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Promoting the Use of Broad-leaved Trees via Creative Ideas

Utilizing forest resources in new ways to revitalize forests, local areas, and industries

Hidakuma inc.(Gifu Prefecture)

Promoting the Use of Broad-leaved Trees via Creative Ideas


Hidakuma inc. is a company in Hida City, Gifu Prefecture, Japan, that is committed to utilizing broad-leaved trees and revitalizing the local community from a perspective focusing on creativity and innovation. Hida City is located nearly at the center of Japan, and 93.5% of the city’s area is covered by forests, of which 68% are broad-leaved trees. However, broad-leaved trees in Hida City vary widely in type and shape, and, as many of them have a small diameter, they have been distributed at low prices to be used in the production of paper and woodchips for fuel.

In 2014, the Hida City municipal government launched “Broad-leaved Trees City Planning” project to revitalize the city, which is suffering from a declining and aging population. By creating new ways to use broad-leaved trees and increasing their value, the project will work to provide opportunities for more interaction among communities, industries, and people inside and outside the area, as well as to manage the forest with a sustainable approach in order to pass on local resources to the next generation.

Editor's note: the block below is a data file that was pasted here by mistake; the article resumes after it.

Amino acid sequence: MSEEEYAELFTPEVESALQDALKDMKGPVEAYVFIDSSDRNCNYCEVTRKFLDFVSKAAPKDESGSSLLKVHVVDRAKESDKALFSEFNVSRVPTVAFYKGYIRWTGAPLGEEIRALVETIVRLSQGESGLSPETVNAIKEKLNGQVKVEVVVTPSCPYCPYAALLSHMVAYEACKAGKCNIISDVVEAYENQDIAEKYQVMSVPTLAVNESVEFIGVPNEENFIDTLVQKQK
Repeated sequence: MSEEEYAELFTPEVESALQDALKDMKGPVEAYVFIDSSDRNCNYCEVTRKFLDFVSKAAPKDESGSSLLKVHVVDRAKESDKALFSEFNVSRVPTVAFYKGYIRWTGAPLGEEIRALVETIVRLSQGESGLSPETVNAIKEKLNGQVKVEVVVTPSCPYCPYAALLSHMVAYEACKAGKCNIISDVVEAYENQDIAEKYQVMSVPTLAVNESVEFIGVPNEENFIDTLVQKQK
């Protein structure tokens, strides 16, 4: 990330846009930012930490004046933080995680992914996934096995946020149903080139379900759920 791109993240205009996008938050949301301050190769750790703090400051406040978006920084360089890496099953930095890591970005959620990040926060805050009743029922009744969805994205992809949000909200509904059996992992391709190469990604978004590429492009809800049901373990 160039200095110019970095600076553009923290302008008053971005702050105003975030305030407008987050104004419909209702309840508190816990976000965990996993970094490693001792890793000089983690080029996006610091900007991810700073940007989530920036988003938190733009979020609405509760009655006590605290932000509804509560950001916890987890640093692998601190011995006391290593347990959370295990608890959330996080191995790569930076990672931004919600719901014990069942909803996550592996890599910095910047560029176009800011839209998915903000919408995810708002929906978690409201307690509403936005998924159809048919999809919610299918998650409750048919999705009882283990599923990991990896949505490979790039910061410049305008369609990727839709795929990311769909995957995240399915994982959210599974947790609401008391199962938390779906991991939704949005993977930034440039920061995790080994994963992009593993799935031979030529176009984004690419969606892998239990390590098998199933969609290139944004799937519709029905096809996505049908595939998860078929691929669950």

To promote these activities, Hidakuma was established in 2015 by the municipal government of Hida City, creative solutions company Loftwork (based in Tokyo), and Tobimushi, which engages in community-building through forest utilization. Hidakuma works in cooperation with local forestry and woodworking companies to promote the utilization of broad-leaved trees from a completely new perspective.

Successful outcomes

  • Through the Hidakuma project, the wood from Hida City is being used as furniture, fixtures, and construction materials at companies, universities, exhibitions, and other facilities across Japan, creating a new cycle for the forest resources as well as for the economy of the area. (In Hida City, 93% of all wood was previously used for paper and fuel chips, with 7% for furniture; however, now about 20 to 30% is used for furniture, etc., increasing the value of the wood through the launch of the "Broad-leaved Trees City Planning" project.)
  • Hidakuma has not only been organizing these projects but is also managing cafes, holding events, tours, and workshops through which visitors can explore the forest and experience the culture of the local area, and holding training sessions, etc., which have increased the level of involvement in broad-leaved tree forestry in Hida City and attracted more people to come to the area.

"Mori no Ha" Office: Conveying the Possibilities of Hida City's Broad-leaved Trees